Imam Husayn & the Battle of Karbala

Across shops and bazaars in Iran, one comes across portraits of Imam Husayn, the grandson of Prophet Muhammad. He is usually portrayed as a handsome, dashing figure, on a horse, or with horsemen behind him. Killed at the battle of Karbala (in today's Iraq) on 6 October 680 A.D. by soldiers of Yazid I, the Umayyad calip based in Damascus, Husayn is the foremost martyr of Shia Islam, the predominant Islamic sect of Iran. The anniversary of his martyrdom is called Ashura, and it is a day of mourning and religious observance among Shia Muslims. Black flags raised everywhere and processions are held in which participants beat their chests and wailed to mourn this event that occurred more than 1300 years ago.
Shia Islam sees the family and descendants of Prophet Muhammad as his rightful political and religious heir, whose rightful inheritance of political leadership was robbed by the Umayyads (whose political position is held by today's Sunni Islam). When in 680 A.D., Husayn and his family and companions – including 72 adult men - marched from Medina to Kufa where many people supported his cause, Yazid I sent an army of 4000 against them.
Husayn and his entourage were besieged on the desert at Karbala, where they ran out of water, and then slaughtered one by one. Eventually, all 72 men and 51 children were killed, leaving only a few female members of the Prophet's family. The Battle of Karbala is a rallying cry for all Shia Muslims, and Shiite account of the battle includes tales of individual bravery, providential acknowledgement of such courage, indescribable cruelty on the side of the enemy Sunnis (involving killing of infants, mutilation, beheading, among other acts). The martyrs of Karbala, together with other followers and descendants of the Prophet's family who were killed in subsequent years by the Umayyads, are mourned every year and their shrines have become major pilgrimage centres. The Iranian and Shia calendar is full of numerous of such mourning days that black flags are flown everywhere for large parts of each year.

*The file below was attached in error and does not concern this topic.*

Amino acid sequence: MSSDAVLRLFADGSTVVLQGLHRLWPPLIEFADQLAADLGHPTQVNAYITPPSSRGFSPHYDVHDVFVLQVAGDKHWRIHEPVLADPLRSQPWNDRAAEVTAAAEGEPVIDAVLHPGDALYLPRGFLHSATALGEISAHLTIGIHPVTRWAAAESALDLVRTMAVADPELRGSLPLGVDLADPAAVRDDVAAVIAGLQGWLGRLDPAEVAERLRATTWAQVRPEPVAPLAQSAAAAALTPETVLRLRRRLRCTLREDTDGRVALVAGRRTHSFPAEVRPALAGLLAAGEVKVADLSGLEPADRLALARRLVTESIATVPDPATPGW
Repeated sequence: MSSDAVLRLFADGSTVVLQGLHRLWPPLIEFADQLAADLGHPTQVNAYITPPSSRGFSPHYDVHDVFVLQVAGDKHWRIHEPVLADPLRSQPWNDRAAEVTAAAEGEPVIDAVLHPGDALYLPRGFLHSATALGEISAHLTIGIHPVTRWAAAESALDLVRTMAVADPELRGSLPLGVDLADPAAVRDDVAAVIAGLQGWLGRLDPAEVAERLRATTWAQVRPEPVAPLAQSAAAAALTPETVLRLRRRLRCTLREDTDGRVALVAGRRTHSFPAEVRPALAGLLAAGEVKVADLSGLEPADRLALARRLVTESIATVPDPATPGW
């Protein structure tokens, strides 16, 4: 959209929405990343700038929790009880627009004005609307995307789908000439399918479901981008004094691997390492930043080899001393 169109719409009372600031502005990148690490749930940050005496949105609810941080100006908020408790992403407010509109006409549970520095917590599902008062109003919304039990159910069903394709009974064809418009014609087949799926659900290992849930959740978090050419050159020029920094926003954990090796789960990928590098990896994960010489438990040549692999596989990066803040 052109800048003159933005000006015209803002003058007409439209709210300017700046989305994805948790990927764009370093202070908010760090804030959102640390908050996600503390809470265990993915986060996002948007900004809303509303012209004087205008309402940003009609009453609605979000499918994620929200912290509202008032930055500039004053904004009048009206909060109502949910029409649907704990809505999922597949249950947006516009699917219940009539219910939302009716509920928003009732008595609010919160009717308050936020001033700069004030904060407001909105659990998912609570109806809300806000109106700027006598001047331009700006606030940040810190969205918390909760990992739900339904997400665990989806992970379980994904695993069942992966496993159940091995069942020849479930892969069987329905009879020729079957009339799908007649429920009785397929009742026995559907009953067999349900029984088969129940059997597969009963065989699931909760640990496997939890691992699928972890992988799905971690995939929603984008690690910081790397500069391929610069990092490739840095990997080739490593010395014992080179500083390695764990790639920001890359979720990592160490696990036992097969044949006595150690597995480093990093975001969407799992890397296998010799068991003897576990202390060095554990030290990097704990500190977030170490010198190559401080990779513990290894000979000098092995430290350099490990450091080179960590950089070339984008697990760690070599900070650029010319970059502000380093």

Husayn is sometimes shown carrying a baby in his arms, with an arrow through the baby and into his arm. The baby portrayed here is Ali Asghar, Husayn's infant son. Husayn's entourage had grown so thirsty during the siege that Husayn carried his son towards the enemy, asking them for water for the children. The enemy shot an arrow instead, which went through the baby and into Husayn's arm. Ali Asghar is often described in Shia literature as the manifestation of innocence and purity, and his death is seen as the evidence of the cruelty of the Sunnis, who could not even spare a baby.
There is also the story of Husayn's brother, Abbas, who went to the river in search of water for Husayn and was attacked. His companions were all slaughtered but he managed to get a bag of water and on his way back to the camp, his right hand was cut off in an ambush. The water skin (or bag) was then hung onto his left shoulder (don't ask me how) as he continued his way back. Then he was attacked again and his left arm severed as well. But he persisted, biting the water skin in his teeth, until an arrow hit and burst the water bag. Another barrage of arrow shot him off his horse. As he died, he called out his brother's name.
There are also other stories involving Husayn's eldest son and horse, plus other individual companions as well, all highlighting their bravery and readiness to die for Husayn and the Prophet's family. Despite graphic performance of any kind is seen as un-Islamic, passion plays similar to those performed in Christian Europe during the Middle Ages are regularly held in Iran, portraying the battle of Karbala and the terrible martyrdom of Husayn and his family and followers.
As noted in Wikipedia, "The saying, "Every day is Ashura, every land is Karbala," is a reminder to live one's life as Hussein did on Ashura, with total sacrifice to Allah and for others. This saying also signifies "We must always remember, because there is suffering everywhere""
Any Shiite is familiar with these tales and even the less religious among them will get somewhat emotional and charged when recounting this historical event. This is hardly surprising given the mourning that goes on for much of the year. The Battle of Karbala remains a thorn between Sunni and Shia Islam, and between modern nation states such as Egypt and Saudi Arabia on one side (Sunni) and Shiite Iran on the other.